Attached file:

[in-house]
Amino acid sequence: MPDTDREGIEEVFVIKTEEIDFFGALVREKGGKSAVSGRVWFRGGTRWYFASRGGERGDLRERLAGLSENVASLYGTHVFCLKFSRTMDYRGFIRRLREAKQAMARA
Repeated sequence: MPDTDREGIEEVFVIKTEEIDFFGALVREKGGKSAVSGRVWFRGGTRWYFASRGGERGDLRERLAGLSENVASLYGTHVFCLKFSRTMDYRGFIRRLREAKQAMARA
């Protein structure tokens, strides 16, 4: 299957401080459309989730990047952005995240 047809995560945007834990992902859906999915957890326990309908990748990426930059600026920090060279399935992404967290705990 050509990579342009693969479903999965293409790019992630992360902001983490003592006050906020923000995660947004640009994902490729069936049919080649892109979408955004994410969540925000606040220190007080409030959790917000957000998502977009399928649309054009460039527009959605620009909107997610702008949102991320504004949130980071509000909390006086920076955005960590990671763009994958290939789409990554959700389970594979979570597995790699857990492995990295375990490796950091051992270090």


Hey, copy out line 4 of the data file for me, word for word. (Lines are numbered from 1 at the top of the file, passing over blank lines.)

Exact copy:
């Protein structure tokens, strides 16, 4: 299957401080459309989730990047952005995240 047809995560945007834990992902859906999915957890326990309908990748990426930059600026920090060279399935992404967290705990 050509990579342009693969479903999965293409790019992630992360902001983490003592006050906020923000995660947004640009994902490729069936049919080649892109979408955004994410969540925000606040220190007080409030959790917000957000998502977009399928649309054009460039527009959605620009909107997610702008949102991320504004949130980071509000909390006086920076955005960590990671763009994958290939789409990554959700389970594979979570597995790699857990492995990295375990490796950091051992270090």